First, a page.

Love your book The Family Tree Guide to DNA testing an Genetic Genealogy. I have entered several people I’m not sure if I entered all of them. When you get 50% of Father and 50% of Mother’s dna this is just an average right. How much can this vary? In the book between grandparent and 2 grandson’s the difference 22-28 for 1 and 17.7-32.3 for the other. Judy

  9. Sue Lambert 22 October 2017 / 7:17 am

    I don’t see any replies on here from the author but hopefully they are reading. I didn’t see any spot on the interactive chart for identical twin result. Identical twin is confusing as it appears to be the same cM’s as parent/child. You would think it would be much more. An identical twin article would be an interesting read for me and maybe others

  10. Linda R Horton 27 October 2017 / 9:56 pm

    Dear Blaine, thanks again for the great work. I am presently investigating the match to me, on AncestryDNA, of a half nephew (son of a half sister). Am I correct in seeing minor differences in the numbers on the Relationship Chart vs. the Cluster Chart? The Relationship Chart states that, for the relationship of half nephew, the average amount of shared cM was 891 and the range was from 500-1446 cM. relationship chart was 891 and the range was from 500-1446 cM. The cluster chart says for cluster 3 relationships the average is 884 and the range 619-1159. Am I missing something? Thank you

  11. Tom Ragusin 5 November 2017 / 4:45 pm

    Great work with the shared cm segments because it is essential. We have a very valuable tool (autosomal dna testing), but the statistical nature of the results make it nearly unusable except for the closest matches. An accurate, well prepared genealogy is absolutely necessary to make sense of the results for more distant matches. The hope is that your work will refine the statistics for more distant matches. However, there are several assumptions that must be stated.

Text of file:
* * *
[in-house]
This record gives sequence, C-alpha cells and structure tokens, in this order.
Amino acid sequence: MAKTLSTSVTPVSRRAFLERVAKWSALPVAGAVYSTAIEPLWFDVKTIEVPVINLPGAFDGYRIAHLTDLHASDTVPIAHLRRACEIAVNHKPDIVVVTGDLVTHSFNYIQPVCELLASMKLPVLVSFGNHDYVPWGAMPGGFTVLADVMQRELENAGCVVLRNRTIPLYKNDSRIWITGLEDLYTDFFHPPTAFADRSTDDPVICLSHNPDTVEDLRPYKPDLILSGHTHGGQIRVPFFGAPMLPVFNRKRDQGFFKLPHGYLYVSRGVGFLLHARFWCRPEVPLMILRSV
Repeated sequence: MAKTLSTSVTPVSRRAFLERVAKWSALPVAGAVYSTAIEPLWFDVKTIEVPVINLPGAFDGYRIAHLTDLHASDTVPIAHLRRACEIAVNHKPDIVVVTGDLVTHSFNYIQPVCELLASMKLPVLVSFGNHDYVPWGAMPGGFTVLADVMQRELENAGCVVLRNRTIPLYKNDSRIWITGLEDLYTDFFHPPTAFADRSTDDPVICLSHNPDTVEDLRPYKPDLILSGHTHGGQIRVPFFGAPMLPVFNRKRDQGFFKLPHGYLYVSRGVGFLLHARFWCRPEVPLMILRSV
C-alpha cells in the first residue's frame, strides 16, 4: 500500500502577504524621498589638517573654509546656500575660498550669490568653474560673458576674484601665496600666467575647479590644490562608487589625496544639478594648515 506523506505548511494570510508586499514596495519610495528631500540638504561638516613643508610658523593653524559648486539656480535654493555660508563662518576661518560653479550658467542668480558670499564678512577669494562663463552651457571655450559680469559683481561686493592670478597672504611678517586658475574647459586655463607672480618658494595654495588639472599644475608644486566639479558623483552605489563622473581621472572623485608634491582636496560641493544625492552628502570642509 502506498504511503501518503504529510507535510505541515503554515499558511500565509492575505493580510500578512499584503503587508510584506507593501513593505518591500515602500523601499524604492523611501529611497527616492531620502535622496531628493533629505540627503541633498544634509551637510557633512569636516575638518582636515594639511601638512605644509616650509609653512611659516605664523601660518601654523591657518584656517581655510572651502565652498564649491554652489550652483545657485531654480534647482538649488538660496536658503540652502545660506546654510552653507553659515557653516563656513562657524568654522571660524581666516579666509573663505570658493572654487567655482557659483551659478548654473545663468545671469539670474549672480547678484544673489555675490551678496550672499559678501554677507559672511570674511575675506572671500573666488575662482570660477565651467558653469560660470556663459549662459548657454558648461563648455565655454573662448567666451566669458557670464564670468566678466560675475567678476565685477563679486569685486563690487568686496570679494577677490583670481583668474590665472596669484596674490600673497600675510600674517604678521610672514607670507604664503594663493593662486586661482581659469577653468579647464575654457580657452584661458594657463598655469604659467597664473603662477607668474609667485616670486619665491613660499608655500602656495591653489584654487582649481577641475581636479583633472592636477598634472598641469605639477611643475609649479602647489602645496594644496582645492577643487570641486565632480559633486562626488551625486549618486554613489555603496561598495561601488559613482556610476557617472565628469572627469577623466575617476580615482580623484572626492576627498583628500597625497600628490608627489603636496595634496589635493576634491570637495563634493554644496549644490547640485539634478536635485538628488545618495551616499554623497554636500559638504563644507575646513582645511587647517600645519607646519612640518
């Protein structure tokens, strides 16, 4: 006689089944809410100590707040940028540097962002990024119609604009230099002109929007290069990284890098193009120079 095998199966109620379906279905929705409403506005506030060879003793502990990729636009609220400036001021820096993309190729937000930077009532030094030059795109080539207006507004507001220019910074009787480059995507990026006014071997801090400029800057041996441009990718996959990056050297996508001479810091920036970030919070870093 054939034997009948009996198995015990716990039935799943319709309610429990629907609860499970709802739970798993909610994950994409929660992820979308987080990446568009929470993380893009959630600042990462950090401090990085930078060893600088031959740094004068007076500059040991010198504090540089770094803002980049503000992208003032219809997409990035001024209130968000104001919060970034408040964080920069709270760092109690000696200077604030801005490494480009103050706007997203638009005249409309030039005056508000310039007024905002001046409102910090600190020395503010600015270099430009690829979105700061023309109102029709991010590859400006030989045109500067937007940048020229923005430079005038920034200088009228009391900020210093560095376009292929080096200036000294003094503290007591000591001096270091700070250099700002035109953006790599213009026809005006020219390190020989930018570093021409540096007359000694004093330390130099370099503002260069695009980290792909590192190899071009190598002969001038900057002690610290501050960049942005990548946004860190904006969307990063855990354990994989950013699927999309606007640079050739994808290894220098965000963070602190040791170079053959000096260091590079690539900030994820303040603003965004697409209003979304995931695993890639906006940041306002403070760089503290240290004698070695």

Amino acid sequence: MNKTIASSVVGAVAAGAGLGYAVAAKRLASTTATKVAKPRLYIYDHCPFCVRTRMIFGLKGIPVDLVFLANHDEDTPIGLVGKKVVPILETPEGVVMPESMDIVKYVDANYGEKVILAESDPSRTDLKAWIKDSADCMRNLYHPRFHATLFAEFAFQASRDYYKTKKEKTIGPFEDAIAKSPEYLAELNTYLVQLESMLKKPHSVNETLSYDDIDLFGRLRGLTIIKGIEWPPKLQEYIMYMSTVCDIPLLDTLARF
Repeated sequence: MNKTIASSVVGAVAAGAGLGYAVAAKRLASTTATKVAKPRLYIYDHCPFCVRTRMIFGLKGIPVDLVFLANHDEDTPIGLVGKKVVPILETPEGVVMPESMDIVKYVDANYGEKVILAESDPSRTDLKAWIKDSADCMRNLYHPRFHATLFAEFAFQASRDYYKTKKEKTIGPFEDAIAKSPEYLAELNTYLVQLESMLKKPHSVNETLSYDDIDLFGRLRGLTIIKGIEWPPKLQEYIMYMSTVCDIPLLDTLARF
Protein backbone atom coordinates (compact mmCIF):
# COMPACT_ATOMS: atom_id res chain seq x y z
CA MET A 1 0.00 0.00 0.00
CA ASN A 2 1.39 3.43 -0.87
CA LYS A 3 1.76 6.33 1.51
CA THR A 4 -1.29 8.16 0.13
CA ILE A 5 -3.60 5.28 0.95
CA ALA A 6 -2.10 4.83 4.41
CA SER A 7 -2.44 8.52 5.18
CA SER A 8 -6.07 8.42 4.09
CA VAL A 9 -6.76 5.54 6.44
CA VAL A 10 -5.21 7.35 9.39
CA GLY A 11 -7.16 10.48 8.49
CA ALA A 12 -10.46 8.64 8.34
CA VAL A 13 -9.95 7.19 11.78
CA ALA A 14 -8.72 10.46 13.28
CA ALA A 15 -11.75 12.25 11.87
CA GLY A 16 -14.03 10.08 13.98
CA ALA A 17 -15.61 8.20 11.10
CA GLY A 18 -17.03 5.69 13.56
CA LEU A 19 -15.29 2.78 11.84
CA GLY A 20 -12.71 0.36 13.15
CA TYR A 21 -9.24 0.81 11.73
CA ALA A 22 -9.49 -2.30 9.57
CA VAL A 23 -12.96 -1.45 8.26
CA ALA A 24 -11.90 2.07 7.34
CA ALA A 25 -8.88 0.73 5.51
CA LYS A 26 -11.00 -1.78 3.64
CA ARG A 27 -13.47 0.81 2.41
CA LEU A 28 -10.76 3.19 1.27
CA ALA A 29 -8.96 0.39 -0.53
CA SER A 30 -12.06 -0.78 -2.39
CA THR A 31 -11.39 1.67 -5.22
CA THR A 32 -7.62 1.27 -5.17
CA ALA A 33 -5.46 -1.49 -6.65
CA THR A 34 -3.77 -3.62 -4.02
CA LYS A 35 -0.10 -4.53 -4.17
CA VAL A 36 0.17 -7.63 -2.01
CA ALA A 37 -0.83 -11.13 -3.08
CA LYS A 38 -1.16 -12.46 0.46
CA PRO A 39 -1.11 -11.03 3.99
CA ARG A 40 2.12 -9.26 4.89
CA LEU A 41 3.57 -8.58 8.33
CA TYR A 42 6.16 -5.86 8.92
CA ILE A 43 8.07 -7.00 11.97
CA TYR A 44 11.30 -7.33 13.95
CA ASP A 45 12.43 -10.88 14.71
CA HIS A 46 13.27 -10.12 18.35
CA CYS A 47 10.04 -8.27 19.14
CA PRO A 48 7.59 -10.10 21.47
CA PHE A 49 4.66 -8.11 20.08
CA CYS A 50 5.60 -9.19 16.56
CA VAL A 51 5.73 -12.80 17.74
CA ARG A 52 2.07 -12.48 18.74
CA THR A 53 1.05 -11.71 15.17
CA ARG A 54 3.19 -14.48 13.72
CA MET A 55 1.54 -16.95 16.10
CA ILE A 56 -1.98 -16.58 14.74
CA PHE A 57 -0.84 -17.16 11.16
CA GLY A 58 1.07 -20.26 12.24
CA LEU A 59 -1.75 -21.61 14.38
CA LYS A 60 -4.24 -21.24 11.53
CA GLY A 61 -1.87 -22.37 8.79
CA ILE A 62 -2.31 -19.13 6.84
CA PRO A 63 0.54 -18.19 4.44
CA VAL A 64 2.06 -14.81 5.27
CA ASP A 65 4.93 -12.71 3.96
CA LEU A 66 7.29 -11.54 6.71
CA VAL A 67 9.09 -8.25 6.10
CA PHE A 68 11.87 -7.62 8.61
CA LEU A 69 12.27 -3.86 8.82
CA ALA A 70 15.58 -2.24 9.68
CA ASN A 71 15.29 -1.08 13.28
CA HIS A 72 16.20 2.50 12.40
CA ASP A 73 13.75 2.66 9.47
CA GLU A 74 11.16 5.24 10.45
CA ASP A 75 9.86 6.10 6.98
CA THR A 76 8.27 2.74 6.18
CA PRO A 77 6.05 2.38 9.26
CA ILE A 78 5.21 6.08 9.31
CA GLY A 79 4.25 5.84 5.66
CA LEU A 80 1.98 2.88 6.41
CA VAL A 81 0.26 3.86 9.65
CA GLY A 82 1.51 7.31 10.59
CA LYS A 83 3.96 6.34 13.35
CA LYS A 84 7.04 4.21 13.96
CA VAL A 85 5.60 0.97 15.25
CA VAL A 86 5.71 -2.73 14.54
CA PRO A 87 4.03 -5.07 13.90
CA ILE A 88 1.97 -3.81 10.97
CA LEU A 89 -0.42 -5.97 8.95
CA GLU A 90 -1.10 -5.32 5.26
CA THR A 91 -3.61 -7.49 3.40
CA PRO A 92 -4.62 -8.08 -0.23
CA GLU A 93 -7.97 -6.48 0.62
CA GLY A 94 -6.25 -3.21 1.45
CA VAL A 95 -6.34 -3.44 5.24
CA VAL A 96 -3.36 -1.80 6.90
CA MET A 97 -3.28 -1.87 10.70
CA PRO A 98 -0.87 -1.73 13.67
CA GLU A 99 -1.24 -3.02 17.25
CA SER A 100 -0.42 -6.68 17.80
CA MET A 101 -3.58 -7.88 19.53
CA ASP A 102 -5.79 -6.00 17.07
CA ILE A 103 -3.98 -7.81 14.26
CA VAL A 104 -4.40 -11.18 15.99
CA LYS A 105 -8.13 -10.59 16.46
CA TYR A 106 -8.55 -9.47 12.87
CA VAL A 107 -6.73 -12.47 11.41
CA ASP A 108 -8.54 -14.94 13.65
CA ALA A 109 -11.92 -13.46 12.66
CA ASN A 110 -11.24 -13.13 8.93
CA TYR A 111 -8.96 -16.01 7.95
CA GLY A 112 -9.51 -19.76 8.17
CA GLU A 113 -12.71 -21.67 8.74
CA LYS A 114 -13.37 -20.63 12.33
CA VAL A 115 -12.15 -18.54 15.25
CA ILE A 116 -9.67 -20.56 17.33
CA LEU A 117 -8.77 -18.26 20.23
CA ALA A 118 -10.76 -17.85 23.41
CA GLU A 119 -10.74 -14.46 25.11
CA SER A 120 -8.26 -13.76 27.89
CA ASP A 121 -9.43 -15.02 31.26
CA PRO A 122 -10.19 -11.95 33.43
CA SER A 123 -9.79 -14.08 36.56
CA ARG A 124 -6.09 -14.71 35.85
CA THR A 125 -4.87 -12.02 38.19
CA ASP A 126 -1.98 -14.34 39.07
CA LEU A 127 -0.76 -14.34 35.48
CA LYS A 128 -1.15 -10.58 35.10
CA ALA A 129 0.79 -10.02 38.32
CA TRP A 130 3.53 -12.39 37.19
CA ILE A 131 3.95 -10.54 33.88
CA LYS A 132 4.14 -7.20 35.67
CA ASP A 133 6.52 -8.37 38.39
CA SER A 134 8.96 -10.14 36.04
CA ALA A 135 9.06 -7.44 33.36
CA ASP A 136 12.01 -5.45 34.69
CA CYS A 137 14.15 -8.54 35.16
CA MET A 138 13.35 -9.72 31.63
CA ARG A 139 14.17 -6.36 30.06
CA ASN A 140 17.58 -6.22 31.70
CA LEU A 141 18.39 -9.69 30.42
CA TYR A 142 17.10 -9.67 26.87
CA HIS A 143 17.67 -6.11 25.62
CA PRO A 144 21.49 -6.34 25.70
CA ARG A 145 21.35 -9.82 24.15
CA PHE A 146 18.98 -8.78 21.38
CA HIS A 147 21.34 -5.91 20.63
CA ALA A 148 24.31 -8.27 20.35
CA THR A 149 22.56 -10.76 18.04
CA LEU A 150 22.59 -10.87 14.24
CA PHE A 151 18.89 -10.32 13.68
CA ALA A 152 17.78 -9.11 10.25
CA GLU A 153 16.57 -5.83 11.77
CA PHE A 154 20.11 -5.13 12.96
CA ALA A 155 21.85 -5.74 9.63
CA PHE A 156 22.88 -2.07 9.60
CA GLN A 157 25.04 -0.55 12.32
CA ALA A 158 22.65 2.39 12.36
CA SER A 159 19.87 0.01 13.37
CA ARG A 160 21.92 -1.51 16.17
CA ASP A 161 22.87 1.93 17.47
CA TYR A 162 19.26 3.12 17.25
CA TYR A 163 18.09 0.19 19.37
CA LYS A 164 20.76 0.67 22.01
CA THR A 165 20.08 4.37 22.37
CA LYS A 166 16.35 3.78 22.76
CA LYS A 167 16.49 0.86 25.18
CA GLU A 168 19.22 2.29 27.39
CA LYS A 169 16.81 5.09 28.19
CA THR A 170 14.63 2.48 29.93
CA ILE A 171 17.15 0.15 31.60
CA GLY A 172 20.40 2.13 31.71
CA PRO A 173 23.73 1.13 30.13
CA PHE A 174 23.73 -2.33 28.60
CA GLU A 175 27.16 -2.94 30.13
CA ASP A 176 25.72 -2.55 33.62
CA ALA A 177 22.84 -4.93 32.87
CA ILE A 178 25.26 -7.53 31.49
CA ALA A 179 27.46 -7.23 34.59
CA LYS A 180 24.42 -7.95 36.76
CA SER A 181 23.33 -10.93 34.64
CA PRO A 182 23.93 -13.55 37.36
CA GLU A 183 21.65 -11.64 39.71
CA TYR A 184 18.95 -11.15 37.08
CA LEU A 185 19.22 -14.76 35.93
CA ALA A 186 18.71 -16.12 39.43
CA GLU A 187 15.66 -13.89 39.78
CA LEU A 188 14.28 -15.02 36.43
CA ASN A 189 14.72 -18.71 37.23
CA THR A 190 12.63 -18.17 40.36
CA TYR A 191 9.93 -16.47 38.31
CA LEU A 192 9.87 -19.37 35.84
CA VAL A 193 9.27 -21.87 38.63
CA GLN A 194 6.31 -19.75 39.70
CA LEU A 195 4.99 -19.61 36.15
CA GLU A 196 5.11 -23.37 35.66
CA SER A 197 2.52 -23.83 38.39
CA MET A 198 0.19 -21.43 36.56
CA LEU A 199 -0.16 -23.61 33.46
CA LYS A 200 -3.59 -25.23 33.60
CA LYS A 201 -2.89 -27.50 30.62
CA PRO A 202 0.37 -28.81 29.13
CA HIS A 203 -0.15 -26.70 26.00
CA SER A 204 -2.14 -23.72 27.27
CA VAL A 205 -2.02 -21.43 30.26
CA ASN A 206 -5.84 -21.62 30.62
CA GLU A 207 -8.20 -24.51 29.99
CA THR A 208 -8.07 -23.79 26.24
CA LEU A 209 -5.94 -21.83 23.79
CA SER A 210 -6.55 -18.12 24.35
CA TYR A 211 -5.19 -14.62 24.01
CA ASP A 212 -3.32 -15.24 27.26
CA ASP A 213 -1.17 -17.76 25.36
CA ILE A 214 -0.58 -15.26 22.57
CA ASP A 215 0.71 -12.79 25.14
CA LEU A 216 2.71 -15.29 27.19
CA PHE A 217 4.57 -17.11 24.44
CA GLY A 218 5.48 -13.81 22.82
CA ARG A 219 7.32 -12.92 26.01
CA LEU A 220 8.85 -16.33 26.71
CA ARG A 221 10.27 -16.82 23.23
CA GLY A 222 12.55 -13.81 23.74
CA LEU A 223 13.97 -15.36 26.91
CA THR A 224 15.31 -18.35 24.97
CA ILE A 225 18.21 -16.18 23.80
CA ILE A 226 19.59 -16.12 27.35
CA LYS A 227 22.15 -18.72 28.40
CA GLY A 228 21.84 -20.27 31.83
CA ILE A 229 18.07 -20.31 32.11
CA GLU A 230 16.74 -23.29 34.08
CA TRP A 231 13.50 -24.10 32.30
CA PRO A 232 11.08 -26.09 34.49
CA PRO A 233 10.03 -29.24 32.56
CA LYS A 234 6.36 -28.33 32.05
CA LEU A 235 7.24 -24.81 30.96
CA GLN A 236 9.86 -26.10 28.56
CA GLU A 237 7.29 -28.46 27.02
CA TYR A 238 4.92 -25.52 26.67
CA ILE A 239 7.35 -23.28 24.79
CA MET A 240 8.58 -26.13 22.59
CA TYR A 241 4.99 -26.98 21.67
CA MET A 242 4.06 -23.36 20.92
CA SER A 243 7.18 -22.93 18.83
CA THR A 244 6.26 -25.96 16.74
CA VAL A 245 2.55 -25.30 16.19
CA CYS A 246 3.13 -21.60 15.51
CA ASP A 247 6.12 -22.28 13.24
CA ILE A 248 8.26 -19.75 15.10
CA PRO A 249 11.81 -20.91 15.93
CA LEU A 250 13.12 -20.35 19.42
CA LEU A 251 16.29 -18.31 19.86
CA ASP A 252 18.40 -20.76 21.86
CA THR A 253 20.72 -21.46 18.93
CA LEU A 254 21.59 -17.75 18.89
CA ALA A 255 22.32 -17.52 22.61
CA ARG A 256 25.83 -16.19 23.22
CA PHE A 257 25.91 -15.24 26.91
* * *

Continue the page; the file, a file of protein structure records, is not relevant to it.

The first assumption is that the genealogies used to determine our degree of relationship are accurate and well prepared. I will not use family trees from some genealogical websites because I am not always able to confirm the provided information. This problem becomes quite important when attempting to differentiate at some levels of relationship (for example 8th cousins and 8th cousins once removed).
    The second assumption is related to the first. For the statistics to be valid the two related persons must be related in only one way. This becomes less likely at more distant generations but is harder to prove. This would require knowing all 512 persons in our 10th generation (8th cousins) to provide valid information for your tables.
    The third assumption is that we all understand endogamy the same way. Incest and marriage not permitted by a church are obvious, but what of 2nd or 3rd cousin marriages? Second and third cousin marriages have a measurable and not insignificant impact on the collected evidence. Similarly, fourth and fifth cousin marriages have a measurable, but smaller, impact on the statics. Unfortunately, the last two examples are harder to prove without an extensive and accurate family tree. This is extremely important at the most distant relationships where the uncertainty, as currently reported, far exceeds the measured or predicted value.
    The assumptions mentioned must be evaluated for every set of data submitted.